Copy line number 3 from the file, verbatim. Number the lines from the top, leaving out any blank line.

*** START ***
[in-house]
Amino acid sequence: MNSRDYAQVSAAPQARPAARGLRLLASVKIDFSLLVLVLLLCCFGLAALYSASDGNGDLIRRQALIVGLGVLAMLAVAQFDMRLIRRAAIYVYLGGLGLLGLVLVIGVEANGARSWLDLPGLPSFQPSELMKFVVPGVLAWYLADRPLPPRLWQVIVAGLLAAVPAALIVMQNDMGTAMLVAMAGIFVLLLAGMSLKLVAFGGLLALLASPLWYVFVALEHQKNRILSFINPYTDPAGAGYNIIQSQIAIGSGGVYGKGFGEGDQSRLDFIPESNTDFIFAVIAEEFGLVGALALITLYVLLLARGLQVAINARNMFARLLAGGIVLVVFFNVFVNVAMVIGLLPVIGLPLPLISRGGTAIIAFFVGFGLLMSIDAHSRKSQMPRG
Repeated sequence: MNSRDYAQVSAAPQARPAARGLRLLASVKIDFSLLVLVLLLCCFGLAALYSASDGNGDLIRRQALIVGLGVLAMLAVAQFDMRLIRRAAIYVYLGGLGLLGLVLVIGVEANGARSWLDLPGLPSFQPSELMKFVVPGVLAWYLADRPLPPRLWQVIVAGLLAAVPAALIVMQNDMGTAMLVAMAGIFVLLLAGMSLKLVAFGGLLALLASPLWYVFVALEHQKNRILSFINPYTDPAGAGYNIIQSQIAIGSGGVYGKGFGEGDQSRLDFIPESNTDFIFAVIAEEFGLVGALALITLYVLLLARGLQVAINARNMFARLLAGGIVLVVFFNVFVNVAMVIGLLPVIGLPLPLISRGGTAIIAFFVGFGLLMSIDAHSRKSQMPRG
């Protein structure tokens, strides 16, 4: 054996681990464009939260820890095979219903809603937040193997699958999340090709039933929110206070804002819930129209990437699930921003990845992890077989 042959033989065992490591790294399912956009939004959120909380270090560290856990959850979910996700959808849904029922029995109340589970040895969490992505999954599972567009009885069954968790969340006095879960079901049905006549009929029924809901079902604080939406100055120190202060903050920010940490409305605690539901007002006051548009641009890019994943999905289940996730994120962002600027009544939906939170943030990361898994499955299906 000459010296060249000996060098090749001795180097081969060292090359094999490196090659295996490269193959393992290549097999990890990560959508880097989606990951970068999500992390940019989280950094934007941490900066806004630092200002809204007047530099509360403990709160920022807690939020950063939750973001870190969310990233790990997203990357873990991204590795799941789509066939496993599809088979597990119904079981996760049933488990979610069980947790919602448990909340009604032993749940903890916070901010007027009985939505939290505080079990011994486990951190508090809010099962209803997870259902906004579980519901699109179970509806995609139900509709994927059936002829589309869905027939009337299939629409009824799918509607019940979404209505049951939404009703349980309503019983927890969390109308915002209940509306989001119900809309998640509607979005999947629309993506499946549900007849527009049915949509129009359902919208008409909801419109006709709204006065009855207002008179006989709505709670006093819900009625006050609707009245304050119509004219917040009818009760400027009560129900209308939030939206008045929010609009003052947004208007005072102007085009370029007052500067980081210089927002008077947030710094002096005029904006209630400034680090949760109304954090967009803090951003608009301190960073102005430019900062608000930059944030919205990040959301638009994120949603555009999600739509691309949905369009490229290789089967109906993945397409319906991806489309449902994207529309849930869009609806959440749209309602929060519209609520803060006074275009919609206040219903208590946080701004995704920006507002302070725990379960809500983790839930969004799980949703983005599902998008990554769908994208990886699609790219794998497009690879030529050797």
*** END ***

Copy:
Repeated sequence: MNSRDYAQVSAAPQARPAARGLRLLASVKIDFSLLVLVLLLCCFGLAALYSASDGNGDLIRRQALIVGLGVLAMLAVAQFDMRLIRRAAIYVYLGGLGLLGLVLVIGVEANGARSWLDLPGLPSFQPSELMKFVVPGVLAWYLADRPLPPRLWQVIVAGLLAAVPAALIVMQNDMGTAMLVAMAGIFVLLLAGMSLKLVAFGGLLALLASPLWYVFVALEHQKNRILSFINPYTDPAGAGYNIIQSQIAIGSGGVYGKGFGEGDQSRLDFIPESNTDFIFAVIAEEFGLVGALALITLYVLLLARGLQVAINARNMFARLLAGGIVLVVFFNVFVNVAMVIGLLPVIGLPLPLISRGGTAIIAFFVGFGLLMSIDAHSRKSQMPRG